Liberté, Laïcité, Pluralité: Towards a Theology of Principled Pluralism

In: International Journal of Public Theology
Jonathan Chaplin Kirby Laing Institute for Christian Ethics (KLICE) Cambridge UK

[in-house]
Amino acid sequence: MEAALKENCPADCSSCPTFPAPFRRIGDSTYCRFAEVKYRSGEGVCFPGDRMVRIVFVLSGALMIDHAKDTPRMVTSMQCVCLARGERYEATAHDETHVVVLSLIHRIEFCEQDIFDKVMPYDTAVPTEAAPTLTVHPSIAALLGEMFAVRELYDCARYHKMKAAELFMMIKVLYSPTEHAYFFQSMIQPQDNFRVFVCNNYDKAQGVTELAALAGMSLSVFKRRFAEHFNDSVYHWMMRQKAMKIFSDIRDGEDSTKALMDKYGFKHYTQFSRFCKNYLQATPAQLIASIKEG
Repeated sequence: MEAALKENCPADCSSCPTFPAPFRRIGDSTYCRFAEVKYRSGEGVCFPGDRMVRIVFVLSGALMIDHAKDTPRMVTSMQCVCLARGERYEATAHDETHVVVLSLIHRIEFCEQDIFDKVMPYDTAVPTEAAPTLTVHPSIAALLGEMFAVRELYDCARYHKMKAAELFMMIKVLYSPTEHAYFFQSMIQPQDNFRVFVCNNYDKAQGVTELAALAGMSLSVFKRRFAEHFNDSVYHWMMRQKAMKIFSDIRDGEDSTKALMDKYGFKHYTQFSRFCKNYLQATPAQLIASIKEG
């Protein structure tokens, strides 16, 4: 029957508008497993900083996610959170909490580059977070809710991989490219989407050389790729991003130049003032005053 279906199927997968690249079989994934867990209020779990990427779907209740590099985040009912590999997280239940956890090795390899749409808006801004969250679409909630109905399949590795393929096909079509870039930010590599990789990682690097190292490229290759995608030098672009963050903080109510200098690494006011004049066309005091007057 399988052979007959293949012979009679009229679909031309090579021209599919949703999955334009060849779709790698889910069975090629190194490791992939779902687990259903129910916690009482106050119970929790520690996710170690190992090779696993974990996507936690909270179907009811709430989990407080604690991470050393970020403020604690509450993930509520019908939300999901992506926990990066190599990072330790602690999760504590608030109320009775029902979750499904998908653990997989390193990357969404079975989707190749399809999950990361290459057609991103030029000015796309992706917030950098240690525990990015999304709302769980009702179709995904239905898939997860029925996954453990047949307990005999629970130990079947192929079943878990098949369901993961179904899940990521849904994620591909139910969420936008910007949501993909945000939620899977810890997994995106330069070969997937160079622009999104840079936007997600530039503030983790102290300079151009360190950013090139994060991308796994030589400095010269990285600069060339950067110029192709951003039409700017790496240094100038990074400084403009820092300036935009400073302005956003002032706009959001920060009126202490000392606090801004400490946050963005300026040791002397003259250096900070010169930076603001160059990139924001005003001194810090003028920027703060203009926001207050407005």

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While the Charlie Hebdo attacks unleashed a highly distinctive national debate within France, that debate also serves to throw into sharp relief the deepening tensions generated by increasingly complex relationships between the state and religion across much of Europe, not least due to the arrival of immigrant minority faiths wishing to advance claims in what is widely assumed to be ‘secular’ public space. After reviewing these tensions, the article distinguishes five current European responses to them and proposes a model of ‘principled pluralism’ as a theologically defensible option. The original theological roots of such a model are outlined and six indicative contemporary practical implications proposed.

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